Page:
The Irish Rugby Players Association (IRUPA) has issued a nationwide plea to players, team mates and coaches around the country to immediately remove a team member from play who takes a knock to the head until they can be evaluated. In short, ‘If In Doubt, Sit It Out’.

Speaking at the launch of a new partnership with the Brain Injury Services and Support Organisation, Headway, Omar Hassanein, IRUPA CEO said;
“There is a marked shift in the attitude towards concussion in professional rugby. We have come a long way in the past few years in terms of raising awareness of the dangers of concussion and protecting the short and long-term welfare of players. Our players rely on protocols that have been put in place to protect their well being and are supported by medical expertise pitch side to ensure that decisions are made in the players’ best interest.
“However”, he continued, “we know that this level of support is not available for the thousands of players around the country who are playing at the weekends, in schools, colleges and local clubs. The IRFU have done great work highlighting the issue with their Stop, Inform, Rest, Return campaign. We would just like to reiterate the importance of educational awareness at all levels of our wonderful game. Therefore we are calling on athletes everywhere no matter what their sport to take any knock to the head seriously. The risk is too high otherwise. So use your head and come off until you can get properly assessed.”

“We have teamed up with Headway who work with people suffering from acquired brain injury and are supporting their call – don’t take a risk, sit it out and get checked out. Unlike a torn ligament or broken bone which would force players to come off the pitch, a physical injury to the brain is at risk of being ignored because it is invisible. Players cannot afford to be cavalier in their approach”, he continued.

Leinster Rugby captain Kevin McLaughlin was at the launch as was Leinster scrum coach John Fogarty, who had to retire from rugby as a result of concussion. 

“No one can ignore a bang to the head.” said Fogarty.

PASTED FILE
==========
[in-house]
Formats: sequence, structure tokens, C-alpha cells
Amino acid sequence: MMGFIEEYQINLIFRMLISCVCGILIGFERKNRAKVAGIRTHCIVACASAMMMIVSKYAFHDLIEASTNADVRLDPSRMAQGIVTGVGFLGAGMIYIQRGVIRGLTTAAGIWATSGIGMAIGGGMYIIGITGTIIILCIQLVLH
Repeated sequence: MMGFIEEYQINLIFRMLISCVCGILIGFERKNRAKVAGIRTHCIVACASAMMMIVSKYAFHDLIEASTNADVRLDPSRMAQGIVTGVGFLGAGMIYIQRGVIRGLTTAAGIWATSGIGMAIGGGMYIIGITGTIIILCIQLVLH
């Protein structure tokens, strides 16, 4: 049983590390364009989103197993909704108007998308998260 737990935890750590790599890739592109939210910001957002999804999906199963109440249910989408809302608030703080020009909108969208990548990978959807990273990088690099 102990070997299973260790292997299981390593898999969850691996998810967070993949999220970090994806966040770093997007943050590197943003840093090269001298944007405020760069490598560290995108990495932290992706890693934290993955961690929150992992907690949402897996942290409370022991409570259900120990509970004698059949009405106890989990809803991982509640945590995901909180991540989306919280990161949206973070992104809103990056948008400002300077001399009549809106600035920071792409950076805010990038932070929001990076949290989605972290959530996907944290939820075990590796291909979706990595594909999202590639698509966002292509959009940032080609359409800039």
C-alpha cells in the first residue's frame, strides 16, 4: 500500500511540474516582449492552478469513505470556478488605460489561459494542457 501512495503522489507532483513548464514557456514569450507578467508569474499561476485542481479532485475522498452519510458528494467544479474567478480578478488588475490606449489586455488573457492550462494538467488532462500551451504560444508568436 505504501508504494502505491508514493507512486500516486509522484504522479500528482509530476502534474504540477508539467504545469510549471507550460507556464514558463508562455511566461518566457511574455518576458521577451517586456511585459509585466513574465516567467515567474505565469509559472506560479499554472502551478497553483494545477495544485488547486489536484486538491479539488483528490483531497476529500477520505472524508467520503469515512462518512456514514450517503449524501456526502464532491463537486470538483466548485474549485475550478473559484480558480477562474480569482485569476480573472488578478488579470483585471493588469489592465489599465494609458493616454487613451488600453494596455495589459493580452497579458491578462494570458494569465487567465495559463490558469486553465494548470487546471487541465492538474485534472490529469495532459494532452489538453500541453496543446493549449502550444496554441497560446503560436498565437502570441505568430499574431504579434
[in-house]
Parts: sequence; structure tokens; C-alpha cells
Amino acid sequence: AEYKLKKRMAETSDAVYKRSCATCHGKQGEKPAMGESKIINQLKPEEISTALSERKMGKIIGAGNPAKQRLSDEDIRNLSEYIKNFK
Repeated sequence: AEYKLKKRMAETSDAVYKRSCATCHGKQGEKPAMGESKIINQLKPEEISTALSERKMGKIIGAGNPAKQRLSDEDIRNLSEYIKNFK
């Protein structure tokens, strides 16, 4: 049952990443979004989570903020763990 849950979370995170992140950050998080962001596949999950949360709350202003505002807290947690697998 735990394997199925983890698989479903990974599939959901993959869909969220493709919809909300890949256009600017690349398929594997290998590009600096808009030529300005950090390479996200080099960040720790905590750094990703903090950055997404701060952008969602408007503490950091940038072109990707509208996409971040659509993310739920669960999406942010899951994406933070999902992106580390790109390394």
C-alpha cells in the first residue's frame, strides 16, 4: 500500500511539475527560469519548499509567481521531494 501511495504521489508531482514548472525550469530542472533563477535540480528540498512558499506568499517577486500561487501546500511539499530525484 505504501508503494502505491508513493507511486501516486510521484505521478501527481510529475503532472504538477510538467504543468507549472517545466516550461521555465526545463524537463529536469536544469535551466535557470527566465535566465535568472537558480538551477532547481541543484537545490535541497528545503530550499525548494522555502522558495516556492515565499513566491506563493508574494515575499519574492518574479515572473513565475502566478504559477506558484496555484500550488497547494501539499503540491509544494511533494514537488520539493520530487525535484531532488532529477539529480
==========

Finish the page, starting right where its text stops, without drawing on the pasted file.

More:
“After I suffered from several concussions I found myself being sometimes sharp with my little girl and cross with my wife. It can affect every facet of your life, from being sensitive to light and sound to constantly feeling drowsy or tired. I hope that my personal experience with concussion related issues may help to educate and inform those who play or coach rugby in Ireland”

Also at the launch was Kieran Loughran Chief Executive of Headway who said,

“We are delighted that IRUPA are taking a leadership position in the area of concussion. Injuries happen in all sports but when you get a knock to the head you cannot afford to take chances. We only get one brain. As a player you need to be your first line of defence.

“If you think you have had a concussion, tell your coach or team mate and don’t get back in the game until you have been cleared by your doctor,” he advised.

“With rest, most people fully recover. The important thing to know is that after a concussion the brain is more sensitive to damage and is at risk of second-impact syndrome — when an athlete takes a second blow before recovering from the first. That causes nerves that monitor blood flow to the brain to malfunction.

“Repeated concussions or a severe concussion may lead to long lasting problems with movement, learning, or speaking. Because of the small chance of serious problems, it is important to contact a doctor if you or someone you know has symptoms of a concussion.

“Here at Headway we see the devastating impact of people living with brain injury. Our overriding message to athletes everywhere young and old is that all concussions are serious.”


IRUPA are calling on everyone to get involved and show their support by putting on hard hats and posting or tweeting #Headucate #ConcussionAwareness

The four rugby provinces will all be donning their ‘custom’ #Headucate hard hats in support so make sure and join the hard hat brigade!